ALBANY — The county Legislature approved the 2019 $712 million spending plan on Monday, Dec. 3, that cuts the tax levy by about 1.5 percent and the tax rate by 4.3 percent.
At the urging of legislators, the total 2019 projected tax levy of $92.7 million is less than the projected $94.1 million projected to get collected this year.
That tax rate will cost a homeowner in Albany County $3.56 per $1,000 of assessed value, down from $3.72 this year.
“This budget is the result of a thoughtful and deliberate process that involved members of the Legislature and other elected officials, staff, and advocates to ensure that we provide a spending plan that is fiscally responsible for the residents of Albany County,” said the Legislature’s Chair Andrew Joyce.
The 2019 budget funds several initiatives including the county Executive’s Equity Agenda, as well as $8 million to implement Raise the Age and $1.75 million for indigent legal services Reform. Both of these initiatives are fully reimbursable by the state.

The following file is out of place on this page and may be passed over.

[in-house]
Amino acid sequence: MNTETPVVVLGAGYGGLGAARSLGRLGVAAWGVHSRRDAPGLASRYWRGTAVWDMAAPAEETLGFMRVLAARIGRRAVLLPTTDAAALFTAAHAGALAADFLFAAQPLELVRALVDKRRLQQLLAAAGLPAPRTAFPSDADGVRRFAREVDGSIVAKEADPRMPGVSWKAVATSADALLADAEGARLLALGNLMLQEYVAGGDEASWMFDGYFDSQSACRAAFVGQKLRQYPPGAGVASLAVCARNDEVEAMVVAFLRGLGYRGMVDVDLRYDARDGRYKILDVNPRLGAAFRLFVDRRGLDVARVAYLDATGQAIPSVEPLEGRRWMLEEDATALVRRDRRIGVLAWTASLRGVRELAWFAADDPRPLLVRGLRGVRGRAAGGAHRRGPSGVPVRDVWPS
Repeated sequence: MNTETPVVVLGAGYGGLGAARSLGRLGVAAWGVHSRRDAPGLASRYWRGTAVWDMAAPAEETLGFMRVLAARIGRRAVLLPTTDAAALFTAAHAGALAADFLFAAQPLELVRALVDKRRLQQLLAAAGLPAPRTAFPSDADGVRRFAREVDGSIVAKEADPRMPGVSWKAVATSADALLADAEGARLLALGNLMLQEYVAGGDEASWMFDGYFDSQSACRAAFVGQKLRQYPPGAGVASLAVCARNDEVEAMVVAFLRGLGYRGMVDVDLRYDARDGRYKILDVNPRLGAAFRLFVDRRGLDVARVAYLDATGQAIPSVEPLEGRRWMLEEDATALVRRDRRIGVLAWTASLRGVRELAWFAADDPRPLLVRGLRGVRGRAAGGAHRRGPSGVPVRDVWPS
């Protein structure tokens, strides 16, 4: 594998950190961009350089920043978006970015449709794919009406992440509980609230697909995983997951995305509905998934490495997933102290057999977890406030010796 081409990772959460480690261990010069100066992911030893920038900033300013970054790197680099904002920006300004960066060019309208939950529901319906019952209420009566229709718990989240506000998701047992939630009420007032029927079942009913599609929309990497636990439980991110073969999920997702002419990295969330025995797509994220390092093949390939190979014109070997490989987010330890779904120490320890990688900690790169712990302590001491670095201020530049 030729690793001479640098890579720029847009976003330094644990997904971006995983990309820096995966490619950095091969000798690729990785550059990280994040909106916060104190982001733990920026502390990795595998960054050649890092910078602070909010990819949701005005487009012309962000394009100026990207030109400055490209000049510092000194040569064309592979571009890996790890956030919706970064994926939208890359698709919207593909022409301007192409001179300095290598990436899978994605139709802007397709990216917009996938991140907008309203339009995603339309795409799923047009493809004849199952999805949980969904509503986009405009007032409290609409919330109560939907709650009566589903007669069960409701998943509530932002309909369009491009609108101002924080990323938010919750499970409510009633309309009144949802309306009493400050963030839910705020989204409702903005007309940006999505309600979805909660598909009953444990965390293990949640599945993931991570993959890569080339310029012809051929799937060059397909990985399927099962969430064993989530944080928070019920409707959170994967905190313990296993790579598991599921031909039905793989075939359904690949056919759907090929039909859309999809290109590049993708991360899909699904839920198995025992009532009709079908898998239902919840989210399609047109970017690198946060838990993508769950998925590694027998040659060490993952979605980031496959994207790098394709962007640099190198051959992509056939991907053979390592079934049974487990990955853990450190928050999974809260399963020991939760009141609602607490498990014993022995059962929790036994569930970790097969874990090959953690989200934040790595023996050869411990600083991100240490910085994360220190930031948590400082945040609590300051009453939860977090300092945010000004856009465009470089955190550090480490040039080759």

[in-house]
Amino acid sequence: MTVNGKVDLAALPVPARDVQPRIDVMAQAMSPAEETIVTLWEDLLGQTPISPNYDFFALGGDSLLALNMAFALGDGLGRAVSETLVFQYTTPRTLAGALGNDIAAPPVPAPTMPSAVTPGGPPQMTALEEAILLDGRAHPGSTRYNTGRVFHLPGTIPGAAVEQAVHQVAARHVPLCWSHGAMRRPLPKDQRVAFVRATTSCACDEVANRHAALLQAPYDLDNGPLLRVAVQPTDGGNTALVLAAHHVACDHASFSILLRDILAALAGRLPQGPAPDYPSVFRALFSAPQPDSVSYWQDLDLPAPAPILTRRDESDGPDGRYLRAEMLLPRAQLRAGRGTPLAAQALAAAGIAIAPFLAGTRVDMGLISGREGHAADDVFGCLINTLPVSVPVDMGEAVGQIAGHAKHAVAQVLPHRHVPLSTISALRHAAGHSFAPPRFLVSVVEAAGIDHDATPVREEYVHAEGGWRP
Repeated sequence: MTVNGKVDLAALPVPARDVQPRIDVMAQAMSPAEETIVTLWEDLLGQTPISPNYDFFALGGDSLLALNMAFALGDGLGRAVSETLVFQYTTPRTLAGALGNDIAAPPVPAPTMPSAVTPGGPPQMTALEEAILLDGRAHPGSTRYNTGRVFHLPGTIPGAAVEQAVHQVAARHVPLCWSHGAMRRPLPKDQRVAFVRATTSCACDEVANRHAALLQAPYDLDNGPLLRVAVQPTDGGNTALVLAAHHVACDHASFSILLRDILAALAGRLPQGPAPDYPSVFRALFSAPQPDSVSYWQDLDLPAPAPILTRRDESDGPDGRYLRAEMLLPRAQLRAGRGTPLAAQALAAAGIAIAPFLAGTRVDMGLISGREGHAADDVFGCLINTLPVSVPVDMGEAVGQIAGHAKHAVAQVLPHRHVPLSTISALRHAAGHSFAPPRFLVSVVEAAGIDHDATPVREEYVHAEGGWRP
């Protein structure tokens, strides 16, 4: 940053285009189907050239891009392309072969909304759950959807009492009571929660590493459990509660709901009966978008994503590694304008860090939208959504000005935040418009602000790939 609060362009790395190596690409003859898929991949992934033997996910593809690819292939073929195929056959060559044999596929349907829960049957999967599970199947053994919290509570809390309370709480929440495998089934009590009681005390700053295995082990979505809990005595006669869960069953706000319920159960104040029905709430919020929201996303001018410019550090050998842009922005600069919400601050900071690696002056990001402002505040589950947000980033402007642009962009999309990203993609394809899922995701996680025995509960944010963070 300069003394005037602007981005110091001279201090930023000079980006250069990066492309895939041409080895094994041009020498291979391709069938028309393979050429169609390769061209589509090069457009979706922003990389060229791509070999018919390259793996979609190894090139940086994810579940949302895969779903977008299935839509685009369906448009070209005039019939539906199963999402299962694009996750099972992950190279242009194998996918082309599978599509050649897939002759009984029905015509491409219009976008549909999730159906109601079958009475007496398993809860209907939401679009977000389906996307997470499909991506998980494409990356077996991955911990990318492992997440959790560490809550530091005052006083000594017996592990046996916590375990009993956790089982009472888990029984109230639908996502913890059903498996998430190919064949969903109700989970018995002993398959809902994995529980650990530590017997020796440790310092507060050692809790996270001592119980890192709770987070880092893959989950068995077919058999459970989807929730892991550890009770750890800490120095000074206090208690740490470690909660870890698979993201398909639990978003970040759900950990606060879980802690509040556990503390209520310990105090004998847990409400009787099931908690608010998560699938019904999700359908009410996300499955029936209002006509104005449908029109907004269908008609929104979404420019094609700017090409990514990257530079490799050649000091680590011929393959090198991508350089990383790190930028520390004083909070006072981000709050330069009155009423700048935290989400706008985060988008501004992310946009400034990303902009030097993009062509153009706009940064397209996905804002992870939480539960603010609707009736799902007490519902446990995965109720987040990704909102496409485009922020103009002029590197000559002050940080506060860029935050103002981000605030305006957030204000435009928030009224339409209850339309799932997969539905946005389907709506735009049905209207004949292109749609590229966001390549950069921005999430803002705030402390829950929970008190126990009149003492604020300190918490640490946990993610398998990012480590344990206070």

The spending plan also appropriates approximately $114 million during 2019-23 for infrastructure, including an additional $22 million for the Nursing Home (bringing the total to $83 million.)
Another modification to help bring about the tax decrease is an increase in projected sales tax revenue by $6 million over what was budgeted in 2018, $268.5 million, to $280.6 million. Albany County Executive Daniel McCoy initially projected to collect $279.3 million in 2019.
“This budget is a victory for our residents and I am proud that we continue to make Albany County a more affordable place to live, work and raise a family and practice fiscal responsibility, all while ensuring no one is left behind,” said Albany County Executive Daniel P. McCoy.
Another major impact is a projected revenue increase of $1.6 million in the Albany County Sheriff’s Department due to a program to board immigrant detainees. This additional revenue helps to lower the tax levy, and provide immigrants with legal and other services. This is the largest investment by a county to date in New York State.
Sheriff Craig Apple stated, “This is proof that when elected officials work together good things can happen,” said Sheriff Craig Apple.
Republican Minority Leader Frank Mauriello, R-Colonie, said increased sales tax and fewer people needing services provided through the safety net are signs of a strong economy and allowed “Albany County to have ample reserves while also providing the first significant tax cut in years.”